“Human-to-human transmission has been less common, but it is possible from close face-to-face contact or sustained contact with lesions or anything soiled with infectious fluid,” Hannah Newman, MPH, director of epidemiology at Lenox Hill Hospital in New York City, told Health. “There are indications that there may be a sexual intercourse component to this out break, but may also be explained close contact in general.”
What Are the Signs and Symptoms of Monkeypox?
When a person comes into contact with the monkeypox virus—and if they are exposed enough to become infected—they won’t show symptoms right away: The incubation period for the virus (the time from when a person is infected to when they begin to show symptoms) can be anywhere from seven to 21 days.
From there, the symptoms present in stages. According to the Centers for Disease Control, the virus begins with the following initial symptoms:
- Muscle aches
- Back ache
- Swollen lymph nodes
About one to three days after having a fever, the illness can progress to the development of a rash that starts on the face and extends to the rest of the body. Those lesions go through the following stages before eventually falling off:
- Macules (flat, discolored areas)
- Papules (solid, raised spots)
- Vesicles (small, fluid-filled blisters)
- Pustules (small, inflamed, pus-filled, blister-like sores)
- Scabs (hardened, dried out spots)
The overall length of the illness can last about two to four weeks. Monkeypox, by nature, is similar to (but milder than) smallpox symptoms.
Is Monkeypox Treatable or Preventable?
There is no monkeypox-specific treatment at this time, however the virus has proven to respond to the smallpox-specific antivirals.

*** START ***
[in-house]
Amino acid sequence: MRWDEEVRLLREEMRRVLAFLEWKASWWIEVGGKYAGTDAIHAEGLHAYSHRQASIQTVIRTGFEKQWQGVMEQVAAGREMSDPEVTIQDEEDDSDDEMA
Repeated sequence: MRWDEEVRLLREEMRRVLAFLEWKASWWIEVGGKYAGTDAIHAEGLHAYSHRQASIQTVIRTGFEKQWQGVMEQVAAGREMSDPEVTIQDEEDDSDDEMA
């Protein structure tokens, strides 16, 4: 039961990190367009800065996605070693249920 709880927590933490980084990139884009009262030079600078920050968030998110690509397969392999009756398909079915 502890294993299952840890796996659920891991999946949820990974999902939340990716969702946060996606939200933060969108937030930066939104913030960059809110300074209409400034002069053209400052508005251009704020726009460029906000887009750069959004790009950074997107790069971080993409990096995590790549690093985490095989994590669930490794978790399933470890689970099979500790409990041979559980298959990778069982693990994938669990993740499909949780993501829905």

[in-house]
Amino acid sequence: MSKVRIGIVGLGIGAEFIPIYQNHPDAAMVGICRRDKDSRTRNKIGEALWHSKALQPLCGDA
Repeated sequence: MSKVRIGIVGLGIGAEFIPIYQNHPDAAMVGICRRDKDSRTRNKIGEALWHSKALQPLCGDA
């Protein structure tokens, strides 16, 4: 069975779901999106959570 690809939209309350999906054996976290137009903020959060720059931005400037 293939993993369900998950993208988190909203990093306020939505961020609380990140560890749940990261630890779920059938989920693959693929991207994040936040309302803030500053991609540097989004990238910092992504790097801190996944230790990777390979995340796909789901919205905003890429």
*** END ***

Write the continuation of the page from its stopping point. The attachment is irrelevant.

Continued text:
“The smallpox vaccine is roughly 85% effective at preventing monkeypox and can be used for prevention and as post-exposure prophylaxis,” said Dr. Newman. “Currently ‘ring vaccination’ strategies are in place to vaccinate close contacts of confirmed cases to try to cut off transmission. Due to fears of smallpox being used as bioweapons, there is actually a good supply of vaccine available in the U.S., should it be needed.”
Implementing some of the other strategies we have been used to incorporating for the past three year due to COVID-19 will come in handy, as well. These include social distancing, masking, increasing ventilation, and staying home if sick. Hand hygiene is also key since this is a virus that can live longer on surfaces.
How Concerned Should the Public Be About Monkeypox Right Now?
Though the world is understandably on edge due to the COVID-19 pandemic, it seems that monkeypox is not yet a high level cause for concern.
“While most people have less severe disease, the severity of the recent cases, as well as risk of death, will hopefully be clear through public health reporting in the days and weeks ahead,” said Dr. Weisenberg.
“At this time, it does not appear that we are on the brink of a serious outbreak and the risks to the general public remain very low,” added Newman. “That being said, those who experience new or unusual rashes or other symptoms of monkeypox should contact their healthcare provider.”